He also noted that while about 80% of Pandora listening occurs on a mobile device, most radio groups pull in fewer than 50% of their users that way.  It’s why Reynolds thinks Pandora listening levels are so much higher than for everyone else.  “They’re where people are and they’re getting a big audience,” he said.
- See more at:
Triton Digital chief strategy officer Patrick Reynolds said the San Diego market had Average Active Sessions of 5,126 people during the month of May.  The number was about twice that — around 9,500 — during the primetime 6am-8pm daypart.   Two-thirds of the sessions were for Pandora, with the remaining third divvied up among all other webcasts, including FM/AM streams.  That portion of the pie is cut into extremely narrow slices — Triton says San Diego residents divided their listening up among 4,754 different stations, including many from outside the market. “They’re listening to a lot of local traditional radio stations online,” Reynolds noted, saying server log data shows stations from markets all over the country showing up.
Triton was also able to detect listening on 60 different devices, including smartphones, gaming consoles and desktop units like Sonos.  “It’s kind of complicated but you have to be in all the places that your people are if you want that audience,” Reynolds said.
He also noted that while about 80% of Pandora listening occurs on a mobile device, most radio groups pull in fewer than 50% of their users that way.  It’s why Reynolds thinks Pandora listening levels are so much higher than for everyone else.  “They’re where people are and they’re getting a big audience,” he said.
- See more at:

Saturday, June 22, 2013

Digging Deeper, Unearthing Better News

My blog last week (Country Fans & Republicans) reflecting on the headline of researcher Mark Kassof's latest national "Listener Think" study (Country Fans: Born This Way?) and the fact that after all the great new country music of the last five years the largest group of our listeners proved to be what seems like the same folks who have been listening all their lives made me feel a bit like Reince Priebus, Karl Rove, Ralph Reed, Frank Luntz and other leaders of the Grand Ole Party who are juggling expectations of a life-long-loyal core with their own hopes, attempting to grow their pie.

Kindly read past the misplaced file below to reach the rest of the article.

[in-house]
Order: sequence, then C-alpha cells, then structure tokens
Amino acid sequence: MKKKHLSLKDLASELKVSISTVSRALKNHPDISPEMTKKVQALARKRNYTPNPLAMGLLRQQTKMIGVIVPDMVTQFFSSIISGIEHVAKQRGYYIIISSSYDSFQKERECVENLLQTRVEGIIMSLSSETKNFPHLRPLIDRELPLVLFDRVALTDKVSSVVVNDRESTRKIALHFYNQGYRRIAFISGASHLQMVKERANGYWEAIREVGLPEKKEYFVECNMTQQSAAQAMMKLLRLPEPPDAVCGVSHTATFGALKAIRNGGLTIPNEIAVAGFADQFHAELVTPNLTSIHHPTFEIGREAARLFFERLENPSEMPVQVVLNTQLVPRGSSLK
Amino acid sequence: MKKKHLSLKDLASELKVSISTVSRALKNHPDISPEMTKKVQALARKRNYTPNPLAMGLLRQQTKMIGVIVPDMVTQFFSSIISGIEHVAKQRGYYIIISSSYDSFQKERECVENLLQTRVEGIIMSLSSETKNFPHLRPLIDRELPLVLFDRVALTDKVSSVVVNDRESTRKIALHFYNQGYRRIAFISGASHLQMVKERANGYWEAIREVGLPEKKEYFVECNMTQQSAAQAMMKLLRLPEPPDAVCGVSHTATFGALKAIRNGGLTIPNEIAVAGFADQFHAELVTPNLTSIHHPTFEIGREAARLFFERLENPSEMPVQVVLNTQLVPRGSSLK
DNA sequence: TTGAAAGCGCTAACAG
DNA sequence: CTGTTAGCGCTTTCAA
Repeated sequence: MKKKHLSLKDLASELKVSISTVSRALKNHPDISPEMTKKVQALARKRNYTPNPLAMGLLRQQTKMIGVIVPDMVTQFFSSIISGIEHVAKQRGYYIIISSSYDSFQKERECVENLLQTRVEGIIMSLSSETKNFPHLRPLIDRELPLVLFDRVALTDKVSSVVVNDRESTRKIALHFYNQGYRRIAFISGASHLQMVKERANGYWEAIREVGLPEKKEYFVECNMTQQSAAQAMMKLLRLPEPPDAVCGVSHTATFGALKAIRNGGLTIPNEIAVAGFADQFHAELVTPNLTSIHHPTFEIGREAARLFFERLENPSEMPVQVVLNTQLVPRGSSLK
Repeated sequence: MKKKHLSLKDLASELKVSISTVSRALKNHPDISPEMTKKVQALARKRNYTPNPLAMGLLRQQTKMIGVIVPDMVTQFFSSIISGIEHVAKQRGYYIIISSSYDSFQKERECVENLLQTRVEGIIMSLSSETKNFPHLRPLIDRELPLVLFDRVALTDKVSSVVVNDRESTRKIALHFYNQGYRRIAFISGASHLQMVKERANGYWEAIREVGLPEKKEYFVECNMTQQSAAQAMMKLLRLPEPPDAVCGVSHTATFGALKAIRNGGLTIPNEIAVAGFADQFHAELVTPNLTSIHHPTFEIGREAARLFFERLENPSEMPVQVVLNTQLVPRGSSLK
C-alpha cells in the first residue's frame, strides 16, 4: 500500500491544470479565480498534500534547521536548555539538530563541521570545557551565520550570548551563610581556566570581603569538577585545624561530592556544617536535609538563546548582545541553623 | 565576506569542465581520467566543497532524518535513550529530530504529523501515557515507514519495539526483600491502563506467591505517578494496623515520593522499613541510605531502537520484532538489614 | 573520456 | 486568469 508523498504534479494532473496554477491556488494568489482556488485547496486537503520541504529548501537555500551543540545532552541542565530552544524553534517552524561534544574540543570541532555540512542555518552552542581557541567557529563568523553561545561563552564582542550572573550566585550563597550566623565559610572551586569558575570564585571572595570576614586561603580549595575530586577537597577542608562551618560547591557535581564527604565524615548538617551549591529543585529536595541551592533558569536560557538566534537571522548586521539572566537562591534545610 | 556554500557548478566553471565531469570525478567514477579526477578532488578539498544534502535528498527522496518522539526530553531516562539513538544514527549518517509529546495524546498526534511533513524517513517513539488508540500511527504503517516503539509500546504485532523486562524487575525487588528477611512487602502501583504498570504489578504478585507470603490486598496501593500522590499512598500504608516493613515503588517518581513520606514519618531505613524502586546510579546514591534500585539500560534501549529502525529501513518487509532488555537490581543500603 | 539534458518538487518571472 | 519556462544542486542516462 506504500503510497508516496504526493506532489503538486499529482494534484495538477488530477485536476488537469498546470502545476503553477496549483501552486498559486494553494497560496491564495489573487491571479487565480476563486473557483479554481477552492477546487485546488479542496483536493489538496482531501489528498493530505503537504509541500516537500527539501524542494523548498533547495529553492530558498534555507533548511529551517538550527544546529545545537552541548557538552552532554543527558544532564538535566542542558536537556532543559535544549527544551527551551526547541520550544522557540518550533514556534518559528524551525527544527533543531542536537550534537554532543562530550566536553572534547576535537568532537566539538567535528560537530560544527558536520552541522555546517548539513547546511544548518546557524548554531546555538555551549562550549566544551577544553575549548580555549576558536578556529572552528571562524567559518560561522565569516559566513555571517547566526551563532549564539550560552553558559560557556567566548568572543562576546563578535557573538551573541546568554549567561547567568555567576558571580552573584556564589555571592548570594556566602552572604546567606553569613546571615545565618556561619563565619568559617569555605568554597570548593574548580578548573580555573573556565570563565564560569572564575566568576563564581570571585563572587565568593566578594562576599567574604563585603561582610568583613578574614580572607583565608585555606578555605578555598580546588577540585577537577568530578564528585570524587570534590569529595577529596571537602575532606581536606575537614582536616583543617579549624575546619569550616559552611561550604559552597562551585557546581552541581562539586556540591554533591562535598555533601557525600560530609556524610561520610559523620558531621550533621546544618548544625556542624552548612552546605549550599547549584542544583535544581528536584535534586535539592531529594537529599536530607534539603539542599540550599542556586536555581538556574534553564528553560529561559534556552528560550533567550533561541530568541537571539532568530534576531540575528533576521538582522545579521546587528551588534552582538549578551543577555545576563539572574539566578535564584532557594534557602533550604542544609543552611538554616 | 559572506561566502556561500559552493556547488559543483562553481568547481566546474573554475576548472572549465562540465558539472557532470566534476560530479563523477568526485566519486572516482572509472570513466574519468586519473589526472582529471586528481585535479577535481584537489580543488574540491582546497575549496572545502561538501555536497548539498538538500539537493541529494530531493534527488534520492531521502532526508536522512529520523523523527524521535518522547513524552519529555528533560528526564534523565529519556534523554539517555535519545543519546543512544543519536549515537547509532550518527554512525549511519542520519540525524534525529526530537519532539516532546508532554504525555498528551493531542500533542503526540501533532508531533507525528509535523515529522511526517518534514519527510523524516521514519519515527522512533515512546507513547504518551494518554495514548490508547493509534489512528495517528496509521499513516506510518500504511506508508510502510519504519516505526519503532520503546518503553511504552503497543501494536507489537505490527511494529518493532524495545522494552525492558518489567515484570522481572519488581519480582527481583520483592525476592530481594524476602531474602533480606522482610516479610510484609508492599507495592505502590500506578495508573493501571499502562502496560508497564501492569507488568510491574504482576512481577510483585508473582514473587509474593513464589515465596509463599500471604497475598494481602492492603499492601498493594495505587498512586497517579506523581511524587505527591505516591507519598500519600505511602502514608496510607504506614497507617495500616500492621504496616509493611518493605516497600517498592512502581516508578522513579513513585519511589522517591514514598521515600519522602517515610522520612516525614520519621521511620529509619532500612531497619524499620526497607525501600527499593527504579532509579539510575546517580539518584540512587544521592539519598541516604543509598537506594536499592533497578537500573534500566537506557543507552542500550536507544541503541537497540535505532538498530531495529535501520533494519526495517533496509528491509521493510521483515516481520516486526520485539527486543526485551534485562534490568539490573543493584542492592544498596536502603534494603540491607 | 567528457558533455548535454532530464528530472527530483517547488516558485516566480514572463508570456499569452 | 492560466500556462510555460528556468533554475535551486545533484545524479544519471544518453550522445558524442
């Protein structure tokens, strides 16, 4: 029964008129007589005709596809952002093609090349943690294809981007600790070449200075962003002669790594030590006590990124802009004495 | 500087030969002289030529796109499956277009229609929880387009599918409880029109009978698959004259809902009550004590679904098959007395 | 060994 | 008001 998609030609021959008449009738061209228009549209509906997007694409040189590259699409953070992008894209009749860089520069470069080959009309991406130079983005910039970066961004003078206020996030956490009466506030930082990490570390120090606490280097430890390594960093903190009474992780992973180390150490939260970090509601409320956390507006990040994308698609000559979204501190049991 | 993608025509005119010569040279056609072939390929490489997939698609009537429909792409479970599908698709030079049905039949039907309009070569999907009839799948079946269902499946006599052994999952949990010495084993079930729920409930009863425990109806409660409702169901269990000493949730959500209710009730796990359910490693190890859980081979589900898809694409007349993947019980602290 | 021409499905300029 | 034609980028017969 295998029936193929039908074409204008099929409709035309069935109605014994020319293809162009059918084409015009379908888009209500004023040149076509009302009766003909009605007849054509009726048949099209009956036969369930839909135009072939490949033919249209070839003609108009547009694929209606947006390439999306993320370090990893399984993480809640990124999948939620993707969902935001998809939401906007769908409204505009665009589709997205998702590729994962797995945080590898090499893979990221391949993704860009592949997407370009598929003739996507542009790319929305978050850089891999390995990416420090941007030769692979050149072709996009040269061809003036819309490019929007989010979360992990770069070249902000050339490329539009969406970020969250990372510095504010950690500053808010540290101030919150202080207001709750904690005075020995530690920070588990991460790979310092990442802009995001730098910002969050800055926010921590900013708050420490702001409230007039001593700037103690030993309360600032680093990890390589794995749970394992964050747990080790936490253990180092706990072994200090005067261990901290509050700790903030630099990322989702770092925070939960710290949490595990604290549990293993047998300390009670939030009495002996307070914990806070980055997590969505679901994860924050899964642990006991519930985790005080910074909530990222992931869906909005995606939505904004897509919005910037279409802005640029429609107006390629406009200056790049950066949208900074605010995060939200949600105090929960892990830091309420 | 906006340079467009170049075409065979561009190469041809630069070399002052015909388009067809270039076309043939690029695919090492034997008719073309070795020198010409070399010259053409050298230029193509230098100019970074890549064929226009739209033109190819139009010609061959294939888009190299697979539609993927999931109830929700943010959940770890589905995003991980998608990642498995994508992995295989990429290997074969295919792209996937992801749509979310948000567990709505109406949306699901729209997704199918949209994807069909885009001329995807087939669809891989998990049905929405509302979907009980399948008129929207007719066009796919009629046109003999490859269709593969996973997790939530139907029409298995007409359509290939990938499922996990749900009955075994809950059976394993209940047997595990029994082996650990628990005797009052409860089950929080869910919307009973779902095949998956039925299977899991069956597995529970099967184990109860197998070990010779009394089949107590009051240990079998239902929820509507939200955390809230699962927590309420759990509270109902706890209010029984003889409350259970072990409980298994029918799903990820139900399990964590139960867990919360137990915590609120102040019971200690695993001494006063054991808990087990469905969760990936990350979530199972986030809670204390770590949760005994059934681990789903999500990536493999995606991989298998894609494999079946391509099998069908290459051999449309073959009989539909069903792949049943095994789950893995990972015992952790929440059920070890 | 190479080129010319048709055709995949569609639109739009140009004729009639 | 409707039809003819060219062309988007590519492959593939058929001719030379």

I took solace in the latest CMA Insider Panel research showing how active, youthful and family-oriented our users are, but also asked Mark to crunch his numbers to see what was there below the headline picked up last week by the trades. 

He was kind enough to do so:

Some observations on his data from Kassof:

    •    RAISED ON/GREW UP WITH IT is #1 with both younger and older country fans.
    •    Younger country fans are more motivated by RELATES TO ME/MY LIFE, REAL/TRUE/HONEST and SOOTHING/CALMING/RELAXING than the older group.
    •    Older country fans are more motivated by UNDERSTAND THE WORDS, LIKE THE SOUND and >THAN/DIS OTHERS (translation: like it more than or dislike other genres) than the younger group.
    •    Men are more motivated by RAISED ON/GREW UP WITH IT  (30%!) and RELATES TO ME/MY LIFE than women.